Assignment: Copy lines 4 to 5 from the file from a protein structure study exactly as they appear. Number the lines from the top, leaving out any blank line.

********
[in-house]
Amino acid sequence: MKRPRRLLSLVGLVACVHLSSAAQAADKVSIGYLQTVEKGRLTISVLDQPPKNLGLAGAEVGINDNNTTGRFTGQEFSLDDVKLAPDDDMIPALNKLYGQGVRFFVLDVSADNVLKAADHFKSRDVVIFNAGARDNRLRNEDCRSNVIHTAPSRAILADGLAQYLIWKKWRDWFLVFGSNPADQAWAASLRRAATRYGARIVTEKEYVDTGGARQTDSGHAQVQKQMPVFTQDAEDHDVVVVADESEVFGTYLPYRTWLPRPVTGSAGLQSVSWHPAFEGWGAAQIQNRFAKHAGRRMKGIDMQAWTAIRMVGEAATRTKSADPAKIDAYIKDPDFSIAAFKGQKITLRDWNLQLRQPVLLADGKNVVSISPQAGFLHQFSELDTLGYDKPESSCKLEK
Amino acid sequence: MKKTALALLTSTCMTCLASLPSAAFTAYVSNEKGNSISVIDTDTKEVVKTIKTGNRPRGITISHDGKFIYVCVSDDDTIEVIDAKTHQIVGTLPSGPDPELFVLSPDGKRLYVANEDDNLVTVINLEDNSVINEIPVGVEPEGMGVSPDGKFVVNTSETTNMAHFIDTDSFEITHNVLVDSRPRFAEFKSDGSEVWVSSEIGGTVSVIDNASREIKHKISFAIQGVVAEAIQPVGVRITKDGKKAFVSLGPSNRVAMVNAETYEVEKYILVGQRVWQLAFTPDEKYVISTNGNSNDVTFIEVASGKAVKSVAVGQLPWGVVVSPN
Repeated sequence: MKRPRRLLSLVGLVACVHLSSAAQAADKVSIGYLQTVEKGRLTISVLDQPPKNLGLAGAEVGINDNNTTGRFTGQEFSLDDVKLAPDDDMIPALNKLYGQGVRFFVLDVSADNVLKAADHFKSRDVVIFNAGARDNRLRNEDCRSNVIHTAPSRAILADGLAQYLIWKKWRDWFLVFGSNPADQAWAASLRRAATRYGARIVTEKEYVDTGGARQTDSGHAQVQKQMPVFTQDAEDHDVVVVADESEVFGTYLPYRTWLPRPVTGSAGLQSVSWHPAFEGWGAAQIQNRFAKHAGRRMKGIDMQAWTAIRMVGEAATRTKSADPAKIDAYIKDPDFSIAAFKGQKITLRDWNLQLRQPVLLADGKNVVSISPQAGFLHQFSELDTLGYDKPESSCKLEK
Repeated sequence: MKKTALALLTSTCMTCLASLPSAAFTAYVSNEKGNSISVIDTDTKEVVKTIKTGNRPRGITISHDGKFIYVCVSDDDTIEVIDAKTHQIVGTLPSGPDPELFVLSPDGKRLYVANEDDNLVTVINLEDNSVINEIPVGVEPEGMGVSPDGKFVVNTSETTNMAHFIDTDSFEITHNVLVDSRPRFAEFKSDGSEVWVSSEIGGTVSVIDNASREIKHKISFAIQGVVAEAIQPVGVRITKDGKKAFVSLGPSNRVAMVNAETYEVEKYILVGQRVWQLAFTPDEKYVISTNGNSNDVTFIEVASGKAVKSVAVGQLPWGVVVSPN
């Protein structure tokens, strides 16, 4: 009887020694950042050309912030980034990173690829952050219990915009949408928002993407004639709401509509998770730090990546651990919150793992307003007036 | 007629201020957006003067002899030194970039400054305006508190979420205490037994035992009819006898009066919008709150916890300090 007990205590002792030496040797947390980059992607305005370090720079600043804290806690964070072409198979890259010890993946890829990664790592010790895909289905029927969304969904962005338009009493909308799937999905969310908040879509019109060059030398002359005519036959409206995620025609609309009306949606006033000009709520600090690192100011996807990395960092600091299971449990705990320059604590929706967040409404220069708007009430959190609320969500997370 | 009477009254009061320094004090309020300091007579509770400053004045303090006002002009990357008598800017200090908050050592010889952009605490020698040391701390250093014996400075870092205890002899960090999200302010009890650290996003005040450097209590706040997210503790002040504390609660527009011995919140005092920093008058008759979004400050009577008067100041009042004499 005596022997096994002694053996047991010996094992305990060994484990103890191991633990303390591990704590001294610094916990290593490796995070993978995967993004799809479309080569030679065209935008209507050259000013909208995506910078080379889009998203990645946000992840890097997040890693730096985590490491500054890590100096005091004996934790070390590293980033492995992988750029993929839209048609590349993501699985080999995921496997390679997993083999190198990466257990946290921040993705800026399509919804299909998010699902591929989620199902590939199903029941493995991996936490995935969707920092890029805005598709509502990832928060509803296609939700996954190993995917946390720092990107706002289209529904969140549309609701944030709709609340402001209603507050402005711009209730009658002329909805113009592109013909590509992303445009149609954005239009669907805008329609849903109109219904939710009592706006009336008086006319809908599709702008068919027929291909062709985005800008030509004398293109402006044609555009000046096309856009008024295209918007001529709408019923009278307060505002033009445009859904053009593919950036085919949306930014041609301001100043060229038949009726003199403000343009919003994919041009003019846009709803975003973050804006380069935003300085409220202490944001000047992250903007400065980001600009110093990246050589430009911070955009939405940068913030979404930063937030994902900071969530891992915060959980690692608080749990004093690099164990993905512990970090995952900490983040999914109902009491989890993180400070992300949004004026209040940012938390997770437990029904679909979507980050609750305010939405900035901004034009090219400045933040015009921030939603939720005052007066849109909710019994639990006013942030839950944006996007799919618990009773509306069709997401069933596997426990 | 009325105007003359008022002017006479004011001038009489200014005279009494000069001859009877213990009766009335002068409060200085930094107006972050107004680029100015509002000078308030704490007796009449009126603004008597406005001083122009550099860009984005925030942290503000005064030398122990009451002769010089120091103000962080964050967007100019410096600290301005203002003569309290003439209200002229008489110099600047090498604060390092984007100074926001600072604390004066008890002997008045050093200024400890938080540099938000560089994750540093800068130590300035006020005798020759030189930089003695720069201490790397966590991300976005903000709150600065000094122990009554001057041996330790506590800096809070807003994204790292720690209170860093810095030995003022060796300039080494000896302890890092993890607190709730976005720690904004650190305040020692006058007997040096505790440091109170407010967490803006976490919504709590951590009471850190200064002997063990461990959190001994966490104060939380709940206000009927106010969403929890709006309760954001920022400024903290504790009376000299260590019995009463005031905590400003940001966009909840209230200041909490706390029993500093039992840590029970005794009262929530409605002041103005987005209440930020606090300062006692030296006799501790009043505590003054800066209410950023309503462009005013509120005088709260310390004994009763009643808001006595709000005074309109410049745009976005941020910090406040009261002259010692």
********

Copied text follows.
Repeated sequence: MKRPRRLLSLVGLVACVHLSSAAQAADKVSIGYLQTVEKGRLTISVLDQPPKNLGLAGAEVGINDNNTTGRFTGQEFSLDDVKLAPDDDMIPALNKLYGQGVRFFVLDVSADNVLKAADHFKSRDVVIFNAGARDNRLRNEDCRSNVIHTAPSRAILADGLAQYLIWKKWRDWFLVFGSNPADQAWAASLRRAATRYGARIVTEKEYVDTGGARQTDSGHAQVQKQMPVFTQDAEDHDVVVVADESEVFGTYLPYRTWLPRPVTGSAGLQSVSWHPAFEGWGAAQIQNRFAKHAGRRMKGIDMQAWTAIRMVGEAATRTKSADPAKIDAYIKDPDFSIAAFKGQKITLRDWNLQLRQPVLLADGKNVVSISPQAGFLHQFSELDTLGYDKPESSCKLEK
Repeated sequence: MKKTALALLTSTCMTCLASLPSAAFTAYVSNEKGNSISVIDTDTKEVVKTIKTGNRPRGITISHDGKFIYVCVSDDDTIEVIDAKTHQIVGTLPSGPDPELFVLSPDGKRLYVANEDDNLVTVINLEDNSVINEIPVGVEPEGMGVSPDGKFVVNTSETTNMAHFIDTDSFEITHNVLVDSRPRFAEFKSDGSEVWVSSEIGGTVSVIDNASREIKHKISFAIQGVVAEAIQPVGVRITKDGKKAFVSLGPSNRVAMVNAETYEVEKYILVGQRVWQLAFTPDEKYVISTNGNSNDVTFIEVASGKAVKSVAVGQLPWGVVVSPN